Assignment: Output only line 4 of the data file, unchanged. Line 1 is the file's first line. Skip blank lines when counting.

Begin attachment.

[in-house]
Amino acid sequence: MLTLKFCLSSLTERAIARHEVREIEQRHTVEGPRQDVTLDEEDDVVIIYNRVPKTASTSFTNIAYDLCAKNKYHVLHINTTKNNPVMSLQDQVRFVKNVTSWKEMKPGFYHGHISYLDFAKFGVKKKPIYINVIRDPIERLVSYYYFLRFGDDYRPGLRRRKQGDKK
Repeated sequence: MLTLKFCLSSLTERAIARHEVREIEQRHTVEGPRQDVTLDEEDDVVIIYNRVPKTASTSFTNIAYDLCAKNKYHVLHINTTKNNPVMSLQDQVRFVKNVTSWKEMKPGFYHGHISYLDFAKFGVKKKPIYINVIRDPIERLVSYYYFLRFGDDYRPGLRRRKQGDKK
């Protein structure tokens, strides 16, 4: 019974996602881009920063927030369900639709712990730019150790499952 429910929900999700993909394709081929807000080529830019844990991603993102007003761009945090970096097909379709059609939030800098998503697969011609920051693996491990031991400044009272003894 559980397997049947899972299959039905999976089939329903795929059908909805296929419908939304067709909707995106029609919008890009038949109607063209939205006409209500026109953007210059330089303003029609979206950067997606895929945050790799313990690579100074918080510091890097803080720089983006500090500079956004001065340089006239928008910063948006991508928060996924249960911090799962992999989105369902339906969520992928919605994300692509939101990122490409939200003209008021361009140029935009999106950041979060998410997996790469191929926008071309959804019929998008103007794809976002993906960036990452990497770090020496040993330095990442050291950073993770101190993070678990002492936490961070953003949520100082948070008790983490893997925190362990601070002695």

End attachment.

């Protein structure tokens, strides 16, 4: 019974996602881009920063927030369900639709712990730019150790499952 429910929900999700993909394709081929807000080529830019844990991603993102007003761009945090970096097909379709059609939030800098998503697969011609920051693996491990031991400044009272003894 559980397997049947899972299959039905999976089939329903795929059908909805296929419908939304067709909707995106029609919008890009038949109607063209939205006409209500026109953007210059330089303003029609979206950067997606895929945050790799313990690579100074918080510091890097803080720089983006500090500079956004001065340089006239928008910063948006991508928060996924249960911090799962992999989105369902339906969520992928919605994300692509939101990122490409939200003209008021361009140029935009999106950041979060998410997996790469191929926008071309959804019929998008103007794809976002993906960036990452990497770090020496040993330095990442050291950073993770101190993070678990002492936490961070953003949520100082948070008790983490893997925190362990601070002695």